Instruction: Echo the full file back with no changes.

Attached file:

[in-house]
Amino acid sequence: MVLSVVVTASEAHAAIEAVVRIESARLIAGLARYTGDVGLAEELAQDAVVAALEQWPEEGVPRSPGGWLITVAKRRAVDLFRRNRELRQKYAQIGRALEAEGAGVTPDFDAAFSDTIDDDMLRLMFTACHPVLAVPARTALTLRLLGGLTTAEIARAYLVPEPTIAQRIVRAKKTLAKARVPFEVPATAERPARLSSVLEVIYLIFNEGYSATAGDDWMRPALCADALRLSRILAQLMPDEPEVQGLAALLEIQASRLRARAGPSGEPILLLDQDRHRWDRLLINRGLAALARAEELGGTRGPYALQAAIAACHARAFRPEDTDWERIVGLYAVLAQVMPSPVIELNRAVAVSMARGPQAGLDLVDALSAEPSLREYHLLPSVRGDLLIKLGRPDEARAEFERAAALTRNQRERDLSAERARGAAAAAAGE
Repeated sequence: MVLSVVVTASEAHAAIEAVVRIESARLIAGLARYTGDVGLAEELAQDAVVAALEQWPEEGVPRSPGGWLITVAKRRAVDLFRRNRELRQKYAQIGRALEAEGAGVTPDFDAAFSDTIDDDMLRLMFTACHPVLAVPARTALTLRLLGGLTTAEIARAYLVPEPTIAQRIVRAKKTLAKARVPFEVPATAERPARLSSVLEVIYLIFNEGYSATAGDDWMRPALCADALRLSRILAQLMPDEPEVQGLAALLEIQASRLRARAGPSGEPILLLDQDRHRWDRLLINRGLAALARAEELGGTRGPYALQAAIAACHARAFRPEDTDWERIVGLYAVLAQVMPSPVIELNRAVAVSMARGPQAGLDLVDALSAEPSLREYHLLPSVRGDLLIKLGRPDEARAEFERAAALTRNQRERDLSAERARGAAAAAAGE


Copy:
[in-house]
Amino acid sequence: MVLSVVVTASEAHAAIEAVVRIESARLIAGLARYTGDVGLAEELAQDAVVAALEQWPEEGVPRSPGGWLITVAKRRAVDLFRRNRELRQKYAQIGRALEAEGAGVTPDFDAAFSDTIDDDMLRLMFTACHPVLAVPARTALTLRLLGGLTTAEIARAYLVPEPTIAQRIVRAKKTLAKARVPFEVPATAERPARLSSVLEVIYLIFNEGYSATAGDDWMRPALCADALRLSRILAQLMPDEPEVQGLAALLEIQASRLRARAGPSGEPILLLDQDRHRWDRLLINRGLAALARAEELGGTRGPYALQAAIAACHARAFRPEDTDWERIVGLYAVLAQVMPSPVIELNRAVAVSMARGPQAGLDLVDALSAEPSLREYHLLPSVRGDLLIKLGRPDEARAEFERAAALTRNQRERDLSAERARGAAAAAAGE
Repeated sequence: MVLSVVVTASEAHAAIEAVVRIESARLIAGLARYTGDVGLAEELAQDAVVAALEQWPEEGVPRSPGGWLITVAKRRAVDLFRRNRELRQKYAQIGRALEAEGAGVTPDFDAAFSDTIDDDMLRLMFTACHPVLAVPARTALTLRLLGGLTTAEIARAYLVPEPTIAQRIVRAKKTLAKARVPFEVPATAERPARLSSVLEVIYLIFNEGYSATAGDDWMRPALCADALRLSRILAQLMPDEPEVQGLAALLEIQASRLRARAGPSGEPILLLDQDRHRWDRLLINRGLAALARAEELGGTRGPYALQAAIAACHARAFRPEDTDWERIVGLYAVLAQVMPSPVIELNRAVAVSMARGPQAGLDLVDALSAEPSLREYHLLPSVRGDLLIKLGRPDEARAEFERAAALTRNQRERDLSAERARGAAAAAAGE